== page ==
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Father Charged With Murder In 7-Week-Old's Death

WASHINGTON (WUSA) --  D.C. police have arrested a father for the death of his 7-week-old child in 2009.

Eighteen-year-old Hiawatha Henry of Northeast D.C. was arrested Monday and charged with first-degree murder in the death of Hiawatha Jackson.

Hiawatha Jackson died last year. Police responded to the 1800 block of Bryant St NE for a report of an unconscious person on Aug. 29, 2009 in the afternoon. They found the 7-week-old unconscious and medical services took the baby to a local hospital, where he was pronounced dead.

After an autopsy was performed, his death was ruled a homicide.

Monday, Capital Area Regional Fugitive Task Force members arrested Hiawatha Henry.

Star Quality: R&B Sensation Mýa Calls Upon DC's 8112 Studios

Star Quality:  R&B Sensation Mýa Calls Upon DC's 8112 Studios

Just off her charitable weekend in the District, Grammy Award Winning Mýa was back in Washington this week to bring a little Hollywood to our Nation’s Capitol with her new music video, “Love is the Answer”.  When seeking where and who would shoot her video, DC’s very own 8112 studios was the obvious “answer” to the singer.  “It is important for me to continue to put D.C. on the map because DC is where I come from, these are my roots which have molded me and influenced me so I love to bring attention and notoriety to my hometown.  D.C. is traditionally associated with just politics but D.C. has so much more.  D.C. has great restaurants, nightlife, great art and a melting pot of culture.  D.C. is the next market to blow up,” said Mýa.

Police Release Suspect Photos In Shopkeeper's Murder

Police Release Suspect Photos In Shopkeeper's Murder

 

WASHINGTON, DC (WUSA) -- DC police have released pictures from surveillance video of suspects they say shot and killed a shop owner over the weekend.

Police say the gunmen were wearing hooded sweatshirts when they entered the Newton Foodmart Saturday night and killed 46-year-old Rajesh Kumar Patel of Bowie in front of his family.

Patel was gunned down in front of his wife, Irma, and their 22 year old son.  Outside of the Brookland store Wednesday, Irma told 9NEWS NOW she is closing up shop - for good.  "I am not working in the store anymore," she said, "it's just me and my son."

 


 

VIEW PHOTOS OF SUSPECTS

Census Shows DC's First Growth In 60 Years

WASHINGTON (AP) -- The District of Columbia has seen its first population growth in 60 years based on 2010 Census data, surpassing the milestone of 600,000 residents.

 

The numbers announced Tuesday show the nation's capital grew steadily over the past decade to 601,723 residents this year. That's an increase of 5.2 percent from 572,000 residents in 2000.

CLICK HERE FOR U.S. CENSUS NUMBERS

 

 

Washington's population had been declining since the suburban flight in the 1950s until this turnaround fueled by a real estate boom and the federal government's expansion after the Sept. 11, 2001, terrorist attacks.

 

The city reached its peak of 802,000 residents in the 1950 census after decades of growth during the New Deal and World War II.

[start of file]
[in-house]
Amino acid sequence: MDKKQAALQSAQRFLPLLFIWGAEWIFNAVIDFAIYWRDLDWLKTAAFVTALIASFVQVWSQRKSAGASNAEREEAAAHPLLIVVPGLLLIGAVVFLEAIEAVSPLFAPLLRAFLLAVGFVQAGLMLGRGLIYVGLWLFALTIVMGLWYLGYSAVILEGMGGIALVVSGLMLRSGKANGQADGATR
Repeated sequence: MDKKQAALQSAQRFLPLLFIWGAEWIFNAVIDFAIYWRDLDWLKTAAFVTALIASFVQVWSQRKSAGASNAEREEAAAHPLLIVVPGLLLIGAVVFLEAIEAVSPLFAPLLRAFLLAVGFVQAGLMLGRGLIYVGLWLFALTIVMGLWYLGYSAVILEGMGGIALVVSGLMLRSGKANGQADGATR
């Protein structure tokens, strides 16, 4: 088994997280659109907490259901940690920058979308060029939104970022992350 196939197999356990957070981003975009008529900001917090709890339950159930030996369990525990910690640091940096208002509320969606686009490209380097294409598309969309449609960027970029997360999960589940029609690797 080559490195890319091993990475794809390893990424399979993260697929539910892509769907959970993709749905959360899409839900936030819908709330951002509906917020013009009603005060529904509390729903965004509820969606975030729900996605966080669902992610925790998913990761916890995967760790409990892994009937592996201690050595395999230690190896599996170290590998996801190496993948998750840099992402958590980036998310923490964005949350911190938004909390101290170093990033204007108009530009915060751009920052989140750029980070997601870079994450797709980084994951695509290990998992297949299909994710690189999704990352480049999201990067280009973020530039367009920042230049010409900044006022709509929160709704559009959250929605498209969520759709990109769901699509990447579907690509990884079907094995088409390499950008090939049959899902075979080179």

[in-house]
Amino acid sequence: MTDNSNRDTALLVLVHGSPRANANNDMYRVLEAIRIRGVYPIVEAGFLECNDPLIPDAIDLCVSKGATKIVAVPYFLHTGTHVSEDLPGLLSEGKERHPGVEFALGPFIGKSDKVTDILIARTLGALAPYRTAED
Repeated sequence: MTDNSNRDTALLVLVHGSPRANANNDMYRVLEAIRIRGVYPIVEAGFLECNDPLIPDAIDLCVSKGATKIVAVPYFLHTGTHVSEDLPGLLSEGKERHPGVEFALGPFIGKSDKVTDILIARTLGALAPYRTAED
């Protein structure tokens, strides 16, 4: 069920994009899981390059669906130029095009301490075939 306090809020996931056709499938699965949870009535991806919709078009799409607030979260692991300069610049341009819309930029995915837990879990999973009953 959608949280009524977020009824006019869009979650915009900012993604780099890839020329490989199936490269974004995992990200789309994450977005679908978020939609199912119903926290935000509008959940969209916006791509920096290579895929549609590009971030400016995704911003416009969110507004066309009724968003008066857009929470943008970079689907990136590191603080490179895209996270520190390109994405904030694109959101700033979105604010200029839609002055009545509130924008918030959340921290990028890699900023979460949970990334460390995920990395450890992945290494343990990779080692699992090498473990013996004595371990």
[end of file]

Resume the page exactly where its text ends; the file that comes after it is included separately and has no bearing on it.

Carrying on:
Overall, the nation experienced its lowest rate of growth since the 1930s.

CDC: Lead-Contaminated Water Still A Problem In DC

WASHINGTON (AP) -- The Centers for Disease Control and Prevention says as many as 15,000 homes in Washington may have dangerously lead-contaminated water despite removal of lead pipes.

In a report released Wednesday, the CDC said homeowners who had pipes partially replaced may have made the problem worse. The agency also said that children in D.C. were exposed to lead poisoning from 2000 to 2006 as an unintended result of moves to disinfect the water supply.


Q&A from WASA


The CDC initially claimed that it found no evidence that increases in the level of lead in the water had harmed D.C. residents.

George Hawkins, director of D.C. Water, said if young children, pregnant women or those with a compromised immune system live in the affected homes, the water should be tested.

 

Masked Protestors Could Be Arrested In DC

WASHINGTON (AP) -- Wearing a mask while protesting outside a home could now get you arrested in D.C.

The D.C. Council has unanimously passed a bill that requires such protesters to inform police about their demonstrations.

The strongly worded bill is intended to target an animal rights group whose members have been known to wear masks and show up unannounced outside homes.

Residents have been complaining that they felt "terrorized" by the group in question, Defending Animal Rights Today and Tomorrow. But critics of the bill say it's too broad and infringes upon the First Amendment. The American Civil Liberties Union has come out against the measure.

D.C. Councilwoman Mary Cheh, who sponsored the bill, says the group has made people "feel like prisoners in their own homes." DARTT did not respond to requests for comment on the bill.

DC Passes Restrictions On Masked Protesters

WASHINGTON (AP) -- Wearing a mask while protesting outside a home could now get you arrested in D.C.

The D.C. Council has unanimously passed a bill that requires such protesters to inform police about their demonstrations.
The strongly worded bill is intended to target an animal rights group whose members have been known to wear masks and show up unannounced outside homes.

Residents have been complaining that they felt "terrorized" by the group in question, Defending Animal Rights Today and Tomorrow. But critics of the bill say it's too broad and infringes upon the First Amendment. The American Civil Liberties Union has come out against the measure.

D.C. Councilwoman Mary Cheh, who sponsored the bill, says the group has made people "feel like prisoners in their own homes." DARTT did not respond to requests for comment on the bill.